Building-up lists

In many problems one needs to traverse a list, and build-up some operating result when doing so. Here we will see some typical examples of how this technique is employed.

Recursion through lists is similar to recursive problems we have seen so far, in the sense that writing the correct program depends on whether you can formulate the problem in a recursive manner.

Generating lists

We have already seen how to consume a list one by one (using first and rest) where the list was created at one (with (list ...), or empty, or equivalently (list)). In this sections we will learn how to build a list one by one, in situations where this is necessary rather than creating the list at once.

The first command we need for this mechanism is cons which stands for construct. cons command takes two arguments: the second is a list (which can be empty or not), and the first is a value to be prepended to the list:

    > (cons 1 empty)
(list 1)
> (cons 2 (cons 1 empty))
(list 2 1)

The other command is append which takes two parameters, both lists, and produces a list which contains all elements from the first list followed by all elements from the second:

    > (append (list 1 2) (list 3 4))
(list 1 2 3 4)
> (append empty (cons 1 empty))
(list 1)

Example: Reversing a list

If we want to reverse a list we must traverse a list while at the same time keep an intermediate list which contains reversed verseion of what we have traversed so far. Thus we want to present the user a function as follows:

    (define (reverseList l)
...)

If the list is empty, our task is easy:

    (define (reverseList l)
(cond
((empty? l) empty)
(else ...)

In ny other case we need to construct a list by appending the first element to the reverse of the last. Since we need to put an element at the end of a list we use append instead of cons here:

    (define (reverseList l)
(cond
((empty? l) empty)
(else (append
(reverseList (rest l))
(list (first l))))))

(reverseList (list 1 2 3))

Note: a function reverse is already available in Racket which does this.

Example: create a random list

The command (random k) can be used to create to get a random integer in range 1-k. We can use this command to build random lists of any size, for example to test performance of our programs with arbitrarily large input.

In this problem since we can build a list in either from front or at the end, using cons will work:

    (define (makeRandomList n k)
(cond
((or (< n 0) (< k 0)) (error "invalid input"))
((= n 0) empty)
(else (cons (random k) (makeRandomList (- n 1) k)))))

(makeRandomList 20 1000)

Exercise: Finding reverse list of factorials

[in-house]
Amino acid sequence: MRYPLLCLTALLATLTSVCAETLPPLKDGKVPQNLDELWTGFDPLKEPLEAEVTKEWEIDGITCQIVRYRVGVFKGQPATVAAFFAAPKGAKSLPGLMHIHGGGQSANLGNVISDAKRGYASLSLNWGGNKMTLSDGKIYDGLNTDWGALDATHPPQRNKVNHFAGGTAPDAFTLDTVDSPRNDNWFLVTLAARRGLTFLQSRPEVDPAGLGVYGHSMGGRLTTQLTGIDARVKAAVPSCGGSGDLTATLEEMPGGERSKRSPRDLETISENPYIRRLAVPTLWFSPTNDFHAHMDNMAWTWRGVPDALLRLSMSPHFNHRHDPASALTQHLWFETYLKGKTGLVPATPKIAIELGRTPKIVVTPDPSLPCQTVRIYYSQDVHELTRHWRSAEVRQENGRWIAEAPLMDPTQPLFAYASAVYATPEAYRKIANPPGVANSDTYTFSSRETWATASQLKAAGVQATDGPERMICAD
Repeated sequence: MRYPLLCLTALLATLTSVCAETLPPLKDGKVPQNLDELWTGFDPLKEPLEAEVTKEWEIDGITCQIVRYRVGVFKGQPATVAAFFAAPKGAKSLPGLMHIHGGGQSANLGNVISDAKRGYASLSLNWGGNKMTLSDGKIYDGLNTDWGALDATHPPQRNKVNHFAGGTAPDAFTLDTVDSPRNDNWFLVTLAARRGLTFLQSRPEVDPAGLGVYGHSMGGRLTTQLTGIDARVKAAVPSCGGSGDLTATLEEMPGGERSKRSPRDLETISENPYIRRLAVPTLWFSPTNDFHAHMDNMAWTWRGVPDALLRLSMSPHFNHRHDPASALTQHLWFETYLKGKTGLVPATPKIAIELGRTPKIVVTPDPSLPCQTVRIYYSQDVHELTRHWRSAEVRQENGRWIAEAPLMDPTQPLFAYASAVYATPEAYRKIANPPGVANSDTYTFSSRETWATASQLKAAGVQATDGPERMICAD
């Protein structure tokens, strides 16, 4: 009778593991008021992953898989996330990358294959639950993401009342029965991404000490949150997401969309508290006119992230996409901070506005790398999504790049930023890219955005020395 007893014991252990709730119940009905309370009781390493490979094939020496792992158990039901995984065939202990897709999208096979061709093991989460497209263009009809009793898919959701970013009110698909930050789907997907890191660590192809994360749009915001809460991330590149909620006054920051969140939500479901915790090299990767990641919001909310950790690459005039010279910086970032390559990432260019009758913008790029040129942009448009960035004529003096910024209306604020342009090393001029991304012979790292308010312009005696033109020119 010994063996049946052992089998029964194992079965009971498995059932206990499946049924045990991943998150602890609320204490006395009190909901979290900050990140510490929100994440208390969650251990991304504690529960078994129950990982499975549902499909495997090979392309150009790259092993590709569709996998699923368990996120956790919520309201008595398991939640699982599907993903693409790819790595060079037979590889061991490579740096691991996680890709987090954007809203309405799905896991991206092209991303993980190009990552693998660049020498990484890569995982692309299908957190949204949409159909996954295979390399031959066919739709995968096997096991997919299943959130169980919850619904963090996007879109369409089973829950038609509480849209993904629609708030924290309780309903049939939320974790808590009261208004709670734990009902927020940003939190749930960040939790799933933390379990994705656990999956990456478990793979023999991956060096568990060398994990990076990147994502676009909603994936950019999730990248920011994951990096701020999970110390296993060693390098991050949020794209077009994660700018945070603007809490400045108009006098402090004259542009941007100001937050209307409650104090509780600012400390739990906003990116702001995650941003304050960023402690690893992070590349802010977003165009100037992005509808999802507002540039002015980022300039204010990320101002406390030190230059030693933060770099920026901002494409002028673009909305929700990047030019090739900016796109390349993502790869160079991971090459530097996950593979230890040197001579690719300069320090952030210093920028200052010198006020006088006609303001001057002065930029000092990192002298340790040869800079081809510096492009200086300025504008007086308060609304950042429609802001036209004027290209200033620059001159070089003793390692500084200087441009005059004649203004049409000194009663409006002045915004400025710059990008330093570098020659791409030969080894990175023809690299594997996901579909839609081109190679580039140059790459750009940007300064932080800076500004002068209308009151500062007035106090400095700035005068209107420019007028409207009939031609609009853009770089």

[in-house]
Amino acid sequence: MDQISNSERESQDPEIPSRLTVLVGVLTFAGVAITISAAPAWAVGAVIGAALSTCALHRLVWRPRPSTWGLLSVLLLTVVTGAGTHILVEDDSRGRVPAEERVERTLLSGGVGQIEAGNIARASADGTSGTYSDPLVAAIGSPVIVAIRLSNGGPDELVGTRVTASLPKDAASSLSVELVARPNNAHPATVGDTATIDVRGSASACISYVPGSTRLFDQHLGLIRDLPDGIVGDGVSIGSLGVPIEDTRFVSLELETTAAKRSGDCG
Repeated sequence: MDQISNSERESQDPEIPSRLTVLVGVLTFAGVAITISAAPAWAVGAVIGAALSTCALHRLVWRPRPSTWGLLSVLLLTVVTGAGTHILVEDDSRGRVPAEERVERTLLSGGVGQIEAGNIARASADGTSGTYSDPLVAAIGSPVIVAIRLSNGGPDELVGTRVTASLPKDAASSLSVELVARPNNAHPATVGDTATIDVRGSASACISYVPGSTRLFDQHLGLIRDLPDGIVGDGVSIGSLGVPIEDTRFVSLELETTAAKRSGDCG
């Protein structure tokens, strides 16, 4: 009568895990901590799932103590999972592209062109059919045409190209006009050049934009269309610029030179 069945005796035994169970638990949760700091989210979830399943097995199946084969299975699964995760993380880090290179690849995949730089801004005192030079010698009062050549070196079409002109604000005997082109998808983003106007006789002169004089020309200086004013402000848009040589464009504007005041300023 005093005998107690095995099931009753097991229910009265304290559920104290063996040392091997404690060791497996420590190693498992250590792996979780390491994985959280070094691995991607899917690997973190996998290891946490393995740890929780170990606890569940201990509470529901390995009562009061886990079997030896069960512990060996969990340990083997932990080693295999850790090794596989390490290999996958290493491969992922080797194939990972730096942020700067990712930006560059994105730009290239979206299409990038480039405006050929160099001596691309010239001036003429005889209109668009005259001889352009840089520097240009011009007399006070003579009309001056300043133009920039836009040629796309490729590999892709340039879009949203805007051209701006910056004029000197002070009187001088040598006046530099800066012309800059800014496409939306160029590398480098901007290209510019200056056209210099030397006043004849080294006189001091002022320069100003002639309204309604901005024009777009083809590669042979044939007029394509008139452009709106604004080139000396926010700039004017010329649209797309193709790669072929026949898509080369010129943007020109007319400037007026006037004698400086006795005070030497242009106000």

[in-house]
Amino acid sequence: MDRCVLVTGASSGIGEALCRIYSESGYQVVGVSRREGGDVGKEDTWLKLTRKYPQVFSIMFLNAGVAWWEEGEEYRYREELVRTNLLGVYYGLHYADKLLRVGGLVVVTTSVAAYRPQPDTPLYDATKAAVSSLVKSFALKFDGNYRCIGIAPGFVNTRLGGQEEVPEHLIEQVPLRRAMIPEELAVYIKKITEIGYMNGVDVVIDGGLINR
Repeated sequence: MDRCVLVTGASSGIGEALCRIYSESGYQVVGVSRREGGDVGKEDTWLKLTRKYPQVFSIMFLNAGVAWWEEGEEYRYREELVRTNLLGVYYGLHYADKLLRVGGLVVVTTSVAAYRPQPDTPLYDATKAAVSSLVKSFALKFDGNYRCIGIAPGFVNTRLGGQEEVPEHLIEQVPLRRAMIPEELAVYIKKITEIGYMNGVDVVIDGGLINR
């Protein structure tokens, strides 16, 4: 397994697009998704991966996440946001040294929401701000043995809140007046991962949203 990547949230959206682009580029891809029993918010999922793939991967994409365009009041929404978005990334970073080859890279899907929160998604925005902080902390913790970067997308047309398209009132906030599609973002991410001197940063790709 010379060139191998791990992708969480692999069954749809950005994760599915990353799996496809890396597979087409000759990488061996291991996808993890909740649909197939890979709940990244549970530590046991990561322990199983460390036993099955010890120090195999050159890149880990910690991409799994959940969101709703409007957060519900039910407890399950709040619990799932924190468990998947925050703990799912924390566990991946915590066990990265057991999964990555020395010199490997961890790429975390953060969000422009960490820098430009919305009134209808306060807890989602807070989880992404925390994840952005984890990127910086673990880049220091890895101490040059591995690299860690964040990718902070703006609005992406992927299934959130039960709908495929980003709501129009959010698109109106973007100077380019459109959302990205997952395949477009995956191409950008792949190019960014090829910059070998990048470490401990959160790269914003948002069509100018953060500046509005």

In this exercise you are asked to write a function which takes an integer value, $$n$$, then returns a list of factorials of numbers from $$n$$ downto 1. For example

    (define (factorials n)
... )

(check-expect (factorials 3) (list 6 2 1))

Exercise solution

    ;Function: Number -> list of Number
;Takes n and returns a list of factorials (list n! (n-1)! ... 1!))
(define (factorials n)
(cond
((< n 1) (error "invalid input"))
((= n 1) (list 1))
(else (cons
(* n (first (factorials (- n 1))))
(factorials (- n 1))))))

(factorials 3)

Try running the function for a moderate input, e.g. $$n=30$$. Note how slow it is? What is the problem?

A better version using helper functions

We can do a much factor computation if we can avoid double-recursion in the function (ie. calling (factorials (- n 1)) twice instead of once). To achieve this we need to write a helper function:

    ;Function Number -> list of Number
;takes n and (list(n-1)! ... 1!)), returns (list n! (n-1)! ... 1!))
(define (prependFactorial n factorialList)
(cons
(* n (first factorialList) )
factorialList))

;Function: Number -> list of Number
;Takes n and returns a list of factorials (list n! (n-1)! ... 1!))
(define (factorials n)
(cond
((< n 1) (error "invalid input"))
((= n 1) (list 1))
(else (prependFactorial n (factorials (- n 1))))))

(factorials 100)

You can try to run the function with much larger input but it will take time to print the list. So you can try, for example, (length (factorials 1000)) instead.

Example: Find values in list which return true for function

In this exercise you are asked to write a function which takes a list and a logical valued function as parameters (to do this set DrRacket to "Advanced Student" language). The result it returns is a list of values in the given list for which the given function returns true). For example:

    (define (checksTrue list function)
... )

(check-expect (checksTrue (list 1 2 3 4) even?) (list 2 4))

Note that there has been several occasions in which we have passed a function as a parameter to another function.

Solution

    (define (checksTrue list function)
(cond
((empty? list) empty)
((function (first list)) (cons
(first list)
(checksTrue (rest list) function)))
(else (checksTrue (rest list) function))))

(check-expect (checksTrue (list 1 2 3 4) even?) (list 2 4))

Exercise: inserting value to sorted list